IOM and the Public Ministry of Costa Rica strengthen local efforts to combat human trafficking and smuggling of migrants
This April, Costa Rica held the First Annual Meeting of Local Working Groups for the Integral Fight against Trafficking in Persons and Smuggling of Migrants. The event was organized by the Office of the Deputy Prosecutor against Trafficking in Persons and Smuggling of Migrants (FACTRA) and the International Organization for Migration (IOM).
The local working groups are community organizations created by FACTRA in areas where reports of human trafficking and migrant smuggling have been received. The activity included a presentation of the results of the work that the groups have conducted since they were formed last year, and the needs identified at the local level to combat these crimes.
The activity was attended by 26 collaborators from the Public Ministry, the Office of Attention to Victims, Judicial Investigation Agencies, Professional Migration Police, Police and representatives of the localities of Corredores, Guatuso, Los Chiles and La Cruz. Also in attendance were Eugenia Salazar, Deputy Prosecutor of FACTRA, and Isis Orozco, Officer in Charge of IOM Costa Rica.
"For IOM, as the leading agency of the United Nations System on migration issues, it is of utmost importance to work hand in hand with the government institutions in charge of combating human trafficking and smuggling of migrants, both crimes highlighted as risks associated with irregular migration," explained Orozco. "This first national meeting is key to generate coordination and central-local synergies to increase the capacity to combat crime in these locations, many of which are border areas."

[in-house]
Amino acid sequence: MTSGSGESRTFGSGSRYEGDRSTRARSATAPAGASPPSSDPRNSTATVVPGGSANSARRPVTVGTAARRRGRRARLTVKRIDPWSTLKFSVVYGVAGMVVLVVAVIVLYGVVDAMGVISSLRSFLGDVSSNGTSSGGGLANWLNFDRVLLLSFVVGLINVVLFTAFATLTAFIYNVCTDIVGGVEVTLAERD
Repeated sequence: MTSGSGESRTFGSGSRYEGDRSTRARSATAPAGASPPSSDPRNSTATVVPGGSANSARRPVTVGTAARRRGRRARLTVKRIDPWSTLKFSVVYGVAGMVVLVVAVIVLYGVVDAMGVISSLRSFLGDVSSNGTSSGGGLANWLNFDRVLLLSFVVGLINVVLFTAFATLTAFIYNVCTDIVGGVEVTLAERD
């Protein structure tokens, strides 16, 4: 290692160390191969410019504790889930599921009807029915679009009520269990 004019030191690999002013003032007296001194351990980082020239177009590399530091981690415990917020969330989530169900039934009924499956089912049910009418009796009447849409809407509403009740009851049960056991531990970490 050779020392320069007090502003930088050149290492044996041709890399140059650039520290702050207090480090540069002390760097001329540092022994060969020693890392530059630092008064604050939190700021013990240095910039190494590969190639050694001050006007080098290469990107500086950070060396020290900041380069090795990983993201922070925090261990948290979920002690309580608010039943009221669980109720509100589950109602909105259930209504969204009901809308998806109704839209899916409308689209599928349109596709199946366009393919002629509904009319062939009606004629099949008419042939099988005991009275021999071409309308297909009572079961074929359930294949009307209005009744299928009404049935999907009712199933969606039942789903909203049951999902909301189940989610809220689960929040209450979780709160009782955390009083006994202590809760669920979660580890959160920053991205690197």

As part of the work developed, the Public Ministry and the Professional Migration Police have been working to develop the Protocol for the detection and referral of situations of human trafficking of the Ministry of Public Security, in addition to the construction of a route for the attention of situations of smuggling of migrants in order to seek an effective inter-institutional coordination.
The event provided a space for exchange and analysis of the main results according to each local group, discussion of cases in which an effective prosecution has been achieved, identification of their different purposes and the implementation of joint strategies for the prosecution of these crimes.
This meeting was held within the framework of IOM’s Western Hemisphere Program, funded by the U.S. Department of State Bureau of Population, Refugees and Migration.